One Day University with The Seattle Times

Saturday, June 20, 2020 9:00 am - 12:55 pm


9:00 am - 10:05 am
China, Russia, and The European Union: What's Next (and why)?

Steven Lamy / University of Southern California

What happens when the peace and prosperity provided by US leadership after the Cold War goes away? This talk explores two simple questions. Are we headed for a new period of great power rivalry? And who will lead? We will explore the growth of China's economic interests and its global reach through its economic investments. We will also look at Russia's return to great power status and the security challenges it presents to the rest of the world. Finally, even with Brexit, the EU remains a formidable group of 27 countries that is refocusing it's attention on a more purposeful foreign and defense policy strategy.

For the western powers whose order has prevailed since the end of WW2, both China and Russia present existential challenges. With a nationalist in the White House, not interested in foreign policy and dismissive of international cooperation and institutions, the EU may have to save what is left of the liberal international order. What does this uncertainty about the future of world order mean for all us?

Steven Lamy / University of Southern California

Steven Lamy is a professor of international relations and a Vice Dean at the University of Southern California. He has been named professor of the year four times. Professor Lamy was the director of USC’s Center for Excellence in Teaching and its Center for Public Education in International Affairs. He is also the co-Principal Investigator in a Luce Foundation Grant on Religion Identity and Global Governance.

10:25 am - 11:30 am
Understanding Memory: How it Works and How to Improve it

Thad Polk / University of Michigan

Human beings store away huge quantities of information in memory. We remember countless facts about the world (e.g., birds have wings, 2+2=4, there are 26 letters in the alphabet) as well specific information about our own lives (e.g., what we had for lunch, where we went for our last vacation, our first kiss). We remember how to tie our shoes, how to ride a bike, and how to write our signature. Most of the time we retrieve information from this enormous database of memory so efficiently and effectively that we don't even give it a second thought. But how does that work? How do we store information away into memory and then retrieve exactly the information we need minutes, days, or even years later? Conversely, why do we so often forget someone's name or where we put our keys? And perhaps most importantly, is there anything we can do to improve our memory and keep it sharp?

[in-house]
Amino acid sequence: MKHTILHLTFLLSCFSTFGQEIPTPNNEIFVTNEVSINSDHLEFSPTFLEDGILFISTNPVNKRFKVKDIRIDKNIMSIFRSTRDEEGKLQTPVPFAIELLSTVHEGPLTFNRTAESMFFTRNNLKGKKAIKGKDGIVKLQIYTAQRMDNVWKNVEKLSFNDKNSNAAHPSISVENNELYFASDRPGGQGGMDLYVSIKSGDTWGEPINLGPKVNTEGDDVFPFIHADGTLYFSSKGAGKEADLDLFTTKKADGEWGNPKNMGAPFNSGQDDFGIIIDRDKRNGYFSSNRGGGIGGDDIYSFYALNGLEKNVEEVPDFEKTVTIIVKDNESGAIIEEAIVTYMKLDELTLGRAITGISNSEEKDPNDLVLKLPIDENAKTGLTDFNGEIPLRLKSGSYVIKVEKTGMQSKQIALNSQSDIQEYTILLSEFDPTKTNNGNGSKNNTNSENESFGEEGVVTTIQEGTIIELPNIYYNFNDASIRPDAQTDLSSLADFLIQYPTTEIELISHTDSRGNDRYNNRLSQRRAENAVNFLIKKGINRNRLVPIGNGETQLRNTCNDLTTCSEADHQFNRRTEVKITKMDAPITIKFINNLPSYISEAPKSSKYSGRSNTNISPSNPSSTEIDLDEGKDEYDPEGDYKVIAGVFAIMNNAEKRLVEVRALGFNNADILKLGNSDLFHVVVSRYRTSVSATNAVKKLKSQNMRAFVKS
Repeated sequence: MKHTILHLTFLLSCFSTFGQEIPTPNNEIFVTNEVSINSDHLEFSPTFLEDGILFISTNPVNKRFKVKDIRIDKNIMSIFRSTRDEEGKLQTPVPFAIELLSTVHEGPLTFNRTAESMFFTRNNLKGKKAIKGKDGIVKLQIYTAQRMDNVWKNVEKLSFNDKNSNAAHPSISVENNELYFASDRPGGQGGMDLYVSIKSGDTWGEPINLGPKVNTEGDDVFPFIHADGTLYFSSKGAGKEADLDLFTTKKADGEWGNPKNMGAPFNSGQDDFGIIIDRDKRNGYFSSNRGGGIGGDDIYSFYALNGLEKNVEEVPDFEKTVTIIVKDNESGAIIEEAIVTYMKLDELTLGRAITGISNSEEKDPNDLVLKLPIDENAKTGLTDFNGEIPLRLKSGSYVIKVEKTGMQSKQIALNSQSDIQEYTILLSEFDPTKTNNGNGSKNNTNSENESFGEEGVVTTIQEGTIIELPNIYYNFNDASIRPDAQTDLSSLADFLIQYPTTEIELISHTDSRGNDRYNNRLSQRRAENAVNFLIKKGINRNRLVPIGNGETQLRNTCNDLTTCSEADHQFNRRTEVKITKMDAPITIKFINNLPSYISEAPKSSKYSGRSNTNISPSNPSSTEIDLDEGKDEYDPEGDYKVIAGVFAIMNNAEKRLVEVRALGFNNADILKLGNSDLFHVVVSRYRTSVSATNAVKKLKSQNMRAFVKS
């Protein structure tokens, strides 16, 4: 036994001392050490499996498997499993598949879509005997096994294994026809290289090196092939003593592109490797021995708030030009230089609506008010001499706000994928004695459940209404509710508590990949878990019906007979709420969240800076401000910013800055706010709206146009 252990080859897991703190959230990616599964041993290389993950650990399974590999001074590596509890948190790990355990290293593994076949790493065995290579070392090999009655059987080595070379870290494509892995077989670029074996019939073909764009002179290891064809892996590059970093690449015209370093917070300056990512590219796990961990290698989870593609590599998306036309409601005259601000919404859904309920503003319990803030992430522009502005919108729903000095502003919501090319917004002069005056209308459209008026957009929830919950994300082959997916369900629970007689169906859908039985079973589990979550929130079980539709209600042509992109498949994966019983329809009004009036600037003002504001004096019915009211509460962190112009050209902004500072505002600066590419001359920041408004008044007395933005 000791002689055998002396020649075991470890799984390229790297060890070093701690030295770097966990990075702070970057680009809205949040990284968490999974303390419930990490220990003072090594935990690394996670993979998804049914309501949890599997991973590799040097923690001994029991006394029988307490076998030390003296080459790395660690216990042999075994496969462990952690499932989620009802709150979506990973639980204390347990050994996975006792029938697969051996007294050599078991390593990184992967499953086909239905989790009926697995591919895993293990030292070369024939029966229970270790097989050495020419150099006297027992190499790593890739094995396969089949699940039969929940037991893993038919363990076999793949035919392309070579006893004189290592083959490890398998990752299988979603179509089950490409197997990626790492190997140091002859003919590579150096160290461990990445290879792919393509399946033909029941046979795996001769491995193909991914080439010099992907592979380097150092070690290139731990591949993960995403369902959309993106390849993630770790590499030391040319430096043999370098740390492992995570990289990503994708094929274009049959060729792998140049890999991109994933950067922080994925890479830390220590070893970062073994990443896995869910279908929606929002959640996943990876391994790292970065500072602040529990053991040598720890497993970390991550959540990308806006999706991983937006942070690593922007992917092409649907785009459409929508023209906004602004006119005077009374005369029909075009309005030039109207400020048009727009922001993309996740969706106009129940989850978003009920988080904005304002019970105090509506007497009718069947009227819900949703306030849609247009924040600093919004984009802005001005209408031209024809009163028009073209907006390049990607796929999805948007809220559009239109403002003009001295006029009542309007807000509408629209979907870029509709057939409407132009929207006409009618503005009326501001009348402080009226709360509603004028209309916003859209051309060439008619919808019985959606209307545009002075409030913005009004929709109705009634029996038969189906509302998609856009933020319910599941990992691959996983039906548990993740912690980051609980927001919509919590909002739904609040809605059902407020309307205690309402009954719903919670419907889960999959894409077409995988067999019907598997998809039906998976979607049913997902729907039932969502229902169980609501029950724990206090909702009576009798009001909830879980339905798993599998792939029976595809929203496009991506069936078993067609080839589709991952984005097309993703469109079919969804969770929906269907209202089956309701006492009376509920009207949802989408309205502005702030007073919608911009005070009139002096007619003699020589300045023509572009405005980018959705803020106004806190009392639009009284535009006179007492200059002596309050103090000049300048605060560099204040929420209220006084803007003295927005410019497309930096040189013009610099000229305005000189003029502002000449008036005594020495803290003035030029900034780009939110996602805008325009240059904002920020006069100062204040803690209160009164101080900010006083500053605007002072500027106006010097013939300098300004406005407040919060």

This course will address all those questions and many more. We'll dive into the psychological and neural mechanisms that underlie our amazing ability to remember. We'll discover that we're actually equipped with multiple different memory systems that are specialized for remembering different types of information. We'll learn about factors that can have a dramatic impact on memory, such as motivation, emotion, and aging. And we'll also discuss ways to maximize our memory by applying techniques that have been scientifically demonstrated to improve retention. After taking this course, you'll have a new appreciation for the extremely powerful memory mechanisms in your own brain and a better understanding of how to use them most effectively.

Thad Polk / University of Michigan

Thad Polk is an Arthur F. Thurnau Professor in the Department of Psychology at the University of Michigan. His research combines functional imaging of the human brain with computational modeling and behavioral methods to investigate the neural architecture underlying cognition. Professor Polk regularly collaborates with scientists at the University of Texas at Dallas and at the Max Planck Institute for Human Development in Berlin, where he is a frequent visiting scientist. His teaching has been recognized by numerous awards, and he was listed as one of The Princeton Review’s “Best 300 Professors in the United States.”

11:50 am - 12:55 pm
Celebrating Jazz: America's Greatest Original Art Form

Anna Celenza / Georgetown University

Jazz is a genre broad in scope with the power to cross multiple borders: geographical, political, economic, racial, and religious. In this lecture, designed for jazz fans and newcomers alike, the power of jazz and its impact on global culture is explored in detail. One of the keys to understanding the evolution of jazz is placing it in context with the history of recorded sound. Jazz was the first musical genre shaped by modern technology – the first world-wide music phenomenon.

As Professor Celenza demonstrates in this multi-media lecture featuring film clips, dance steps, historic photos, and recordings, jazz has never stopped changing. From the Blues and Dixieland to Swing, BeBop, Cool Jazz, and Fusion, jazz offers something for everyone.

Anna Celenza / Georgetown University

Anna Celenza is the Thomas E. Caestecker Professor of Music at Georgetown University. She is the author of several books, including Jazz Italian Style: From Its Origins in New Orleans to Fascist Italy and Sinatra, and her most recent book, Music that Changed America.  In addition to her scholarly work, she has served as a writer/commentator for NPR’s Performance Today and published eight award-winning children’s books, including Gershwin’s Rhapsody in Blue and Duke Ellington’s Nutcracker Suite. She has been featured on nationally syndicated radio and TV programs, including the BBC’s “Music Matters” and C-Span’s “Book TV.”